It’s as much a part of the season as mistletoe and silver bells. The annual home giveaway season starts just after Halloween when Christmas lights and holiday dazzle show up on your retailer’s shelves.
Among the biggest operators of home-giveaways is St. Jude’s Children’s Research Hospital. St. Jude’s raffles local and nationally-sponsored donated, upgraded, and often furnished and decorated properties. The program actually operates year-round, but the process makes a particularly big media splash around the holidays.
Benefits to Investors
One of the ripple effects is that local real estate investors often decide to give away homes in their own portfolios as well. This decision offers three substantial benefits to those investors:
- They are doing something good for their community and for a family in desperate need of assistance.
- They get lots of good publicity for their real estate business.
- The investor may receive tax benefits for the large charitable donation of a home.
Understanding the Intricacies
This practice has become so popular in recent years that many community programs offer home giveaway services to investors. They will make sure your raffle is legal and your selection process won’t set you up for a lawsuit later. They watch your back to make sure you don’t violate privacy laws. In general, they coordinate the process.
These groups are well-meaning but do not necessarily protect their donor’s personal interests or those of the winner in the giveaway process. As a result, the happy new homeowners often find themselves in a worse position than when they started.
Real estate investors tend to understand better than other professionals exactly what they stand to gain from giving away a house. Furthermore, investors are more likely to tackle the feat because an investor is more likely to have a viable home to give away. Deals that have dragged on, vacancy problems, or the need for a big tax write-off all are common reasons behind giveaways.
5 Steps to Ensure Your Giveaway Goes off Without a Hitch
Before you announce your own raffle on Facebook, make sure you are following these five best practices for effective, tax-advantaged home giveaways that will truly benefit the recipient and the community:
Verify the property fits the need.
Not every property is right for every service organization. For example, Veterans Path Up is a 501(c)3 helping honorably discharged veterans access affordable housing. Founder Ken Lacy recalled an incident in which his group facilitated a veteran’s transfer out of a gifted property from another organization. “There had been two gunshot instances in the neighborhood where the property was located, and that veteran had PTSD,” Lacy explained. “We had to help him move out of a beautiful house because he never should have been living in that neighborhood in the first place. It’s so important to make sure you’re donating to an organization or individual who can effectively place its clients in the property.”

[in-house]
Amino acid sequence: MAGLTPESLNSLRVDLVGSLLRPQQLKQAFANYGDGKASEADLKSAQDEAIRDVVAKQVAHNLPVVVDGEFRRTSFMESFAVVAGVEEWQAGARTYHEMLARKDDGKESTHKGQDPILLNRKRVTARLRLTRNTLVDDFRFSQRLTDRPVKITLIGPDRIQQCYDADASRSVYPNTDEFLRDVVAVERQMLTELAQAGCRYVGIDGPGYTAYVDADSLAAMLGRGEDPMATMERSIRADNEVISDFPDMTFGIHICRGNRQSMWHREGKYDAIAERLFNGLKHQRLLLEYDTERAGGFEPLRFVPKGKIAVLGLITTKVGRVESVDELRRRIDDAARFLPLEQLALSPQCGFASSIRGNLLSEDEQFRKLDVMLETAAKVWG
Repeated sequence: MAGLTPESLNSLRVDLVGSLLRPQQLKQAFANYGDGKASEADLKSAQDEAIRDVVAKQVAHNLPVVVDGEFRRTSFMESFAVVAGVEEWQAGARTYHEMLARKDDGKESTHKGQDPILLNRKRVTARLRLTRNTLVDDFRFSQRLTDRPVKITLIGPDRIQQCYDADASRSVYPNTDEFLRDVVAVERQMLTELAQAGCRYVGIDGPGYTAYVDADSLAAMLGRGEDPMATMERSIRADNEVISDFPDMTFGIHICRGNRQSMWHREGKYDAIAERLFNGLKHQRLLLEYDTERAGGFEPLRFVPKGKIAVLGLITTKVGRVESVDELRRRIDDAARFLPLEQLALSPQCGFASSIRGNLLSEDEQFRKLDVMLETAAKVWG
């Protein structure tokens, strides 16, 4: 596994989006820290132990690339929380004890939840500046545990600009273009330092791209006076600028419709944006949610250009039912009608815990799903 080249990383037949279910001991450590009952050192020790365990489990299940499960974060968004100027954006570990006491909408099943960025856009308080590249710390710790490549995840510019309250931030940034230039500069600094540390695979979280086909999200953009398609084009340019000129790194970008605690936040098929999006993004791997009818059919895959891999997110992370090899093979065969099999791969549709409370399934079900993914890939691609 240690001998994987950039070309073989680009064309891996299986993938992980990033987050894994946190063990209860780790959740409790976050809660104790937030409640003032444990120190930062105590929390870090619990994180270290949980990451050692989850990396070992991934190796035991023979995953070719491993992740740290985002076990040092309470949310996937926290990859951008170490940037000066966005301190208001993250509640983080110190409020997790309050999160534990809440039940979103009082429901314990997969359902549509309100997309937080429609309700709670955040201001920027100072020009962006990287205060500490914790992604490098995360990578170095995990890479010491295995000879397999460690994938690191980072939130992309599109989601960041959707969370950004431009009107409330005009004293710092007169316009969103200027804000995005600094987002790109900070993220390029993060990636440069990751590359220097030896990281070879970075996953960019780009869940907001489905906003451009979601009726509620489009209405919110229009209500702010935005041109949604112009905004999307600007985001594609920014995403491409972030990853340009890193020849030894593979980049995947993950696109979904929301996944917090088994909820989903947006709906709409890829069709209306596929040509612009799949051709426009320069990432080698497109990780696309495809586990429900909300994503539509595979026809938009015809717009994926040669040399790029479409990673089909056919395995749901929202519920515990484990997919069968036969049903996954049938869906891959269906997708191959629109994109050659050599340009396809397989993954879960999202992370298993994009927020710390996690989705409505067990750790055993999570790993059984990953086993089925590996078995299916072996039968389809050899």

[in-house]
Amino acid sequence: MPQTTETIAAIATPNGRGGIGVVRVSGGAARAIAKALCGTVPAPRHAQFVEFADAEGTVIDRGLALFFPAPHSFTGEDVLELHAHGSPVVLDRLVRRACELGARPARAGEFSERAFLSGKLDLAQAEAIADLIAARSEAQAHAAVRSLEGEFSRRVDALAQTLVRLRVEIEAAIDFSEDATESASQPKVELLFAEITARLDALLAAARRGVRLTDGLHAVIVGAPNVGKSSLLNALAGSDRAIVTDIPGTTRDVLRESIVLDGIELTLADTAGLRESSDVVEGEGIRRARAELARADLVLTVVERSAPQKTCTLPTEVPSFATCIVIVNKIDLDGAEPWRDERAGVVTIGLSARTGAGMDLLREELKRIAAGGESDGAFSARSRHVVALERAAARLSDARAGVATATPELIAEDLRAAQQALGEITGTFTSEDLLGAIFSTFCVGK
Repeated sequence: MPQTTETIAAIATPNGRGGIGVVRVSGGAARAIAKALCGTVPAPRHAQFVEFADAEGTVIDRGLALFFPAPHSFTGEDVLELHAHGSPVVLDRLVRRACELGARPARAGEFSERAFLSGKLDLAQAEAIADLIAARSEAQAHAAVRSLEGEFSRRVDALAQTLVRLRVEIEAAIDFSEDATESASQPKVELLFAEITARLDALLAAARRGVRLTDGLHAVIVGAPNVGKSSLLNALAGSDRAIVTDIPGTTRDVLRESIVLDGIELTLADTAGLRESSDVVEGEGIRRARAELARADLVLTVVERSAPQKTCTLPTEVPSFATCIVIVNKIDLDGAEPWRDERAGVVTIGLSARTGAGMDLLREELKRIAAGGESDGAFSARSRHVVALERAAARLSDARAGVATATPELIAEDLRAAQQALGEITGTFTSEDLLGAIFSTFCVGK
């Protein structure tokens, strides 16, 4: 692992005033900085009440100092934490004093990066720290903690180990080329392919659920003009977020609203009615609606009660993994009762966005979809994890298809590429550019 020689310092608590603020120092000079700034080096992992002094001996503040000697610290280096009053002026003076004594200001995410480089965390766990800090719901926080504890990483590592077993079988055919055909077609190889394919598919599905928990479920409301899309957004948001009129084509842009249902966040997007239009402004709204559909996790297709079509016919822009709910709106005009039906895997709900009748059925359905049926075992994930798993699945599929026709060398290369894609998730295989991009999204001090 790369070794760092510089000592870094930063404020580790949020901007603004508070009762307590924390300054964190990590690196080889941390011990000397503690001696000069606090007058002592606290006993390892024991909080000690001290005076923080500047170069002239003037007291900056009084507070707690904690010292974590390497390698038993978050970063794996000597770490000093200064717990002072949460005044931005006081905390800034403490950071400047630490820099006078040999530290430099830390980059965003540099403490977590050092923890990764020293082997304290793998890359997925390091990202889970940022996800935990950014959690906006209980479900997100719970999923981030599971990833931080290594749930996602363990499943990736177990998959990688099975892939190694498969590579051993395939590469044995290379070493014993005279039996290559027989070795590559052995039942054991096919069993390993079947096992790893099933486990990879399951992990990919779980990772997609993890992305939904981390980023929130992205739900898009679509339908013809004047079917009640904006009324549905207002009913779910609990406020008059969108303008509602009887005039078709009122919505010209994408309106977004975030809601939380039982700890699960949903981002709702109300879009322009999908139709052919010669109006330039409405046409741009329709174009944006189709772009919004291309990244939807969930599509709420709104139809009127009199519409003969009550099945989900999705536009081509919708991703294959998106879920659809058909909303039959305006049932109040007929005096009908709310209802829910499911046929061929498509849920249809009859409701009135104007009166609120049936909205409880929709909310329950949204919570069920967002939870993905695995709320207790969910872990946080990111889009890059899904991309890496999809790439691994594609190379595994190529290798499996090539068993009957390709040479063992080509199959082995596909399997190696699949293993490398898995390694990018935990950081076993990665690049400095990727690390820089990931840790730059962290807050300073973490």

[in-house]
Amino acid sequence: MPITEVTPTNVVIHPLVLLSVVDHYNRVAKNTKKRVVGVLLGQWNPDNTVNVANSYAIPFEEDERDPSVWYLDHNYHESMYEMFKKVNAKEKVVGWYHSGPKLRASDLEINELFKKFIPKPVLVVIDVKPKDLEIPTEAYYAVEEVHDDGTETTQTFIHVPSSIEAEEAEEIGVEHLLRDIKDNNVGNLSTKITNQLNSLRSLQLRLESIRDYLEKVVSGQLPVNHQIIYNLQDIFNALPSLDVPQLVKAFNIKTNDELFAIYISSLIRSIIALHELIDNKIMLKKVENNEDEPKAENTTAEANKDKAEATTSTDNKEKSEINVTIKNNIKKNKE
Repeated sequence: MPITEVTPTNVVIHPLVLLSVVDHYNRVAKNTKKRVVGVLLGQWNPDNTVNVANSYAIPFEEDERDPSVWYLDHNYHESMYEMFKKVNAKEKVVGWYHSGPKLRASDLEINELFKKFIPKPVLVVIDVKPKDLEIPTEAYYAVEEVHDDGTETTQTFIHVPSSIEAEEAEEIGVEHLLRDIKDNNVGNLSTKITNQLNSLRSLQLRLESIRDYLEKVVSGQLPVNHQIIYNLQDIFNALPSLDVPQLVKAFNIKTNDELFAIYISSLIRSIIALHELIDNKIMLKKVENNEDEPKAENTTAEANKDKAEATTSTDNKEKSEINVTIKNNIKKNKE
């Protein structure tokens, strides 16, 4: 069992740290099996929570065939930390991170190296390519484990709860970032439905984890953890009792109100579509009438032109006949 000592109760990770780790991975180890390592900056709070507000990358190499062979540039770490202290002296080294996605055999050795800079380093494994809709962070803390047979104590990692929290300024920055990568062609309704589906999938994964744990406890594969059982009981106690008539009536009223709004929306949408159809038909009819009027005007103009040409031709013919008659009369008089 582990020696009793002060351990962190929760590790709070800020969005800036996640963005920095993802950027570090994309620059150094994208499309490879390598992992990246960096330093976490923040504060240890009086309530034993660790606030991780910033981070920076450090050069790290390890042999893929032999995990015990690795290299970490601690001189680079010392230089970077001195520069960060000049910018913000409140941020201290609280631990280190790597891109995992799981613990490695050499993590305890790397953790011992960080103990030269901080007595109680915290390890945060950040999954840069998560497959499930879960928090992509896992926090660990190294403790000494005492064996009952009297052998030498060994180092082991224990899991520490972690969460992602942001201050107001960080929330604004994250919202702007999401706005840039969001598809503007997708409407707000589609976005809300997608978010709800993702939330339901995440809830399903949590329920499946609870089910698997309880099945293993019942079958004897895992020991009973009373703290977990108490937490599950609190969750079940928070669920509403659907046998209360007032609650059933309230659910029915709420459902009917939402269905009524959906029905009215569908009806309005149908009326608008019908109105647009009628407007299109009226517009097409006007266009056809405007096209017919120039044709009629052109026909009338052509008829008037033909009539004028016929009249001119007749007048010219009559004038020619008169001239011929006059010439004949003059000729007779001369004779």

Don’t be afraid to talk about failure.
Organizations dedicated to placing individuals in homes should not be afraid to talk about situations in which they have failed. Not every placement will succeed, and optimizing your chances is important if you want your gift to make an impact. Find out what organizations do to support recipients after they are placed. And don’t forget to ask about success and failure rates after those services end.
Confirm your donation qualifies for a charitable deduction.
Not every donation is tax deductible, no matter how charitable your state of mind. You cannot deduct donations made directly to individuals, and only donations made to qualified charitable organizations are eligible. Qualified organizations often post something called a “determination letter” from the IRS on their websites. Determination letters show they are qualified, but you can also search directly on the IRS website.
Factor in financial education.
In most cases, successful organizations involved in providing homes require individuals to support themselves after some predetermined length of time. Self-sufficiency in homeownership is more likely to occur if that organization offers or requires a form of financial education or homeownership training as part of the process of qualifying to receive a property. These trainings teach new homeowners budgeting, predicting how much they’ll owe on property taxes, and keeping up with household expenses. “We actually require our veterans to complete a financial training course as part of the process to receive the house,” Lacy said. “It helps them prepare for the point when they’ll be making monthly rent or mortgage payments on their own. It has dramatically increased our success rate because it helps them put the money side of the equation into perspective.”
Identify an organization that has the expertise to use your gift.
Not every property will be a good fit for every organization. “Say you want to donate a property that has suffered damage over the past year. Your tenants let a leak go unreported, or the house has been vacant and is a little neglected. You need an organization with the means to fix that house,” Lacy said. “A lot of people are embarrassed to donate those types of houses or they donate them to groups that do not have the first idea how to do the repairs, so the homes continue to sit empty and neglected. Find an organization specializing in the repair side, though, and they will thank you for that gift every time.”